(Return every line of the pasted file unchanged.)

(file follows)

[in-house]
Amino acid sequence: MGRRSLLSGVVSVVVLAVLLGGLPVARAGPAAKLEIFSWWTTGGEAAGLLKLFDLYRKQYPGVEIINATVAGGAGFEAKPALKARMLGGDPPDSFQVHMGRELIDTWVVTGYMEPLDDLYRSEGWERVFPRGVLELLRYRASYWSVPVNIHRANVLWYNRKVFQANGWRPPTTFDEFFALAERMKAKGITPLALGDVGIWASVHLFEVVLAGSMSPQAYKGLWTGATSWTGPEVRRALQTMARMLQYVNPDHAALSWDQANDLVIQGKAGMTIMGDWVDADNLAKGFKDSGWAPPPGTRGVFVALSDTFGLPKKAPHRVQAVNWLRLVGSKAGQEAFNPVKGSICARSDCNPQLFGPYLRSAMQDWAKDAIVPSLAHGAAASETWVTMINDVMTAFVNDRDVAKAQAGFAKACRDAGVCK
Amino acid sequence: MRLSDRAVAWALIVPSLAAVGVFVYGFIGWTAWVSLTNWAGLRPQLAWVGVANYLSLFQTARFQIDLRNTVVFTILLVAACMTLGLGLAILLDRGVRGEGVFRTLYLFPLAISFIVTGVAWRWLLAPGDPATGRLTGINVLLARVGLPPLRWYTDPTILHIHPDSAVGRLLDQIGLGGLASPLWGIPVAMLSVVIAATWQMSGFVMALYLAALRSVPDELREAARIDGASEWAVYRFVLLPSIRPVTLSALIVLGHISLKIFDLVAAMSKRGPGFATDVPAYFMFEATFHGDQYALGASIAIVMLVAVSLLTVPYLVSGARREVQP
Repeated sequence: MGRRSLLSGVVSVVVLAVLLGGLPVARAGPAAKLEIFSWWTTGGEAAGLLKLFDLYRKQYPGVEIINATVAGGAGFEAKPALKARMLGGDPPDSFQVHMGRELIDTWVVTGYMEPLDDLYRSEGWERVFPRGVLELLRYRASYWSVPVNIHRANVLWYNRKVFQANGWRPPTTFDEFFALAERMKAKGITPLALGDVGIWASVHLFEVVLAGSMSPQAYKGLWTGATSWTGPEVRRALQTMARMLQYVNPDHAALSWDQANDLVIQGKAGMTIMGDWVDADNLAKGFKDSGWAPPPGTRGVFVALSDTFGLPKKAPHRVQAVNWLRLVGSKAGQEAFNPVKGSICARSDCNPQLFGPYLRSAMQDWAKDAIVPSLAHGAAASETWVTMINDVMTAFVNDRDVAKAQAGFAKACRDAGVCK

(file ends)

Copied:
[in-house]
Amino acid sequence: MGRRSLLSGVVSVVVLAVLLGGLPVARAGPAAKLEIFSWWTTGGEAAGLLKLFDLYRKQYPGVEIINATVAGGAGFEAKPALKARMLGGDPPDSFQVHMGRELIDTWVVTGYMEPLDDLYRSEGWERVFPRGVLELLRYRASYWSVPVNIHRANVLWYNRKVFQANGWRPPTTFDEFFALAERMKAKGITPLALGDVGIWASVHLFEVVLAGSMSPQAYKGLWTGATSWTGPEVRRALQTMARMLQYVNPDHAALSWDQANDLVIQGKAGMTIMGDWVDADNLAKGFKDSGWAPPPGTRGVFVALSDTFGLPKKAPHRVQAVNWLRLVGSKAGQEAFNPVKGSICARSDCNPQLFGPYLRSAMQDWAKDAIVPSLAHGAAASETWVTMINDVMTAFVNDRDVAKAQAGFAKACRDAGVCK
Amino acid sequence: MRLSDRAVAWALIVPSLAAVGVFVYGFIGWTAWVSLTNWAGLRPQLAWVGVANYLSLFQTARFQIDLRNTVVFTILLVAACMTLGLGLAILLDRGVRGEGVFRTLYLFPLAISFIVTGVAWRWLLAPGDPATGRLTGINVLLARVGLPPLRWYTDPTILHIHPDSAVGRLLDQIGLGGLASPLWGIPVAMLSVVIAATWQMSGFVMALYLAALRSVPDELREAARIDGASEWAVYRFVLLPSIRPVTLSALIVLGHISLKIFDLVAAMSKRGPGFATDVPAYFMFEATFHGDQYALGASIAIVMLVAVSLLTVPYLVSGARREVQP
Repeated sequence: MGRRSLLSGVVSVVVLAVLLGGLPVARAGPAAKLEIFSWWTTGGEAAGLLKLFDLYRKQYPGVEIINATVAGGAGFEAKPALKARMLGGDPPDSFQVHMGRELIDTWVVTGYMEPLDDLYRSEGWERVFPRGVLELLRYRASYWSVPVNIHRANVLWYNRKVFQANGWRPPTTFDEFFALAERMKAKGITPLALGDVGIWASVHLFEVVLAGSMSPQAYKGLWTGATSWTGPEVRRALQTMARMLQYVNPDHAALSWDQANDLVIQGKAGMTIMGDWVDADNLAKGFKDSGWAPPPGTRGVFVALSDTFGLPKKAPHRVQAVNWLRLVGSKAGQEAFNPVKGSICARSDCNPQLFGPYLRSAMQDWAKDAIVPSLAHGAAASETWVTMINDVMTAFVNDRDVAKAQAGFAKACRDAGVCK